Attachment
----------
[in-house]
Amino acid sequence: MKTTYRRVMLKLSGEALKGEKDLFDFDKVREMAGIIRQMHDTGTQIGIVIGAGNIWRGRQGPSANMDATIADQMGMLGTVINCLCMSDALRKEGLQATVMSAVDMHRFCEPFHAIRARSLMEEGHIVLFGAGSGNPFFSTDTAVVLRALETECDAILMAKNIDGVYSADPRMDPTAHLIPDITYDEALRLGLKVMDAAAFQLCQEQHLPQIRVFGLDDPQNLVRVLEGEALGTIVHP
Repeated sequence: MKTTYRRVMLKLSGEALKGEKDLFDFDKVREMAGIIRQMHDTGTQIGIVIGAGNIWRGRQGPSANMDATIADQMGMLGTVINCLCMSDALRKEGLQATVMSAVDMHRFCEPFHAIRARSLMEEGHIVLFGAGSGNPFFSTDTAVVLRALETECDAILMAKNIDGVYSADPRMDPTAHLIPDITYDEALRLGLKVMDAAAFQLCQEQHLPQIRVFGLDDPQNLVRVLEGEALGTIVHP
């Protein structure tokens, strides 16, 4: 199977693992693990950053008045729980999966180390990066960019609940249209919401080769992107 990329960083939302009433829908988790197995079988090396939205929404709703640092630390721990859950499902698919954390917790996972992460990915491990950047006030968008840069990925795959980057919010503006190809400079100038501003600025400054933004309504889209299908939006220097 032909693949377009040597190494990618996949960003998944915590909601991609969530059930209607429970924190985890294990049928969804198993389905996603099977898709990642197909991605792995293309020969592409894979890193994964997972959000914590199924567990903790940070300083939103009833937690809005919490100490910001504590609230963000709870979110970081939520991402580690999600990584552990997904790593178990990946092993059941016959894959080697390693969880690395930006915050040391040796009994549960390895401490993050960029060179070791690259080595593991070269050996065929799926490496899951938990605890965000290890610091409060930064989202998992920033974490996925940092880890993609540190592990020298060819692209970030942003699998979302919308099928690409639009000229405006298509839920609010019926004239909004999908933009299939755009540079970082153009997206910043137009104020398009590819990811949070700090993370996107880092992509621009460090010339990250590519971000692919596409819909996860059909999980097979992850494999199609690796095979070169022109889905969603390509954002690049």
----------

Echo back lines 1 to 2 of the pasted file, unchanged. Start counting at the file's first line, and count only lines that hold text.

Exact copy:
[in-house]
Amino acid sequence: MKTTYRRVMLKLSGEALKGEKDLFDFDKVREMAGIIRQMHDTGTQIGIVIGAGNIWRGRQGPSANMDATIADQMGMLGTVINCLCMSDALRKEGLQATVMSAVDMHRFCEPFHAIRARSLMEEGHIVLFGAGSGNPFFSTDTAVVLRALETECDAILMAKNIDGVYSADPRMDPTAHLIPDITYDEALRLGLKVMDAAAFQLCQEQHLPQIRVFGLDDPQNLVRVLEGEALGTIVHP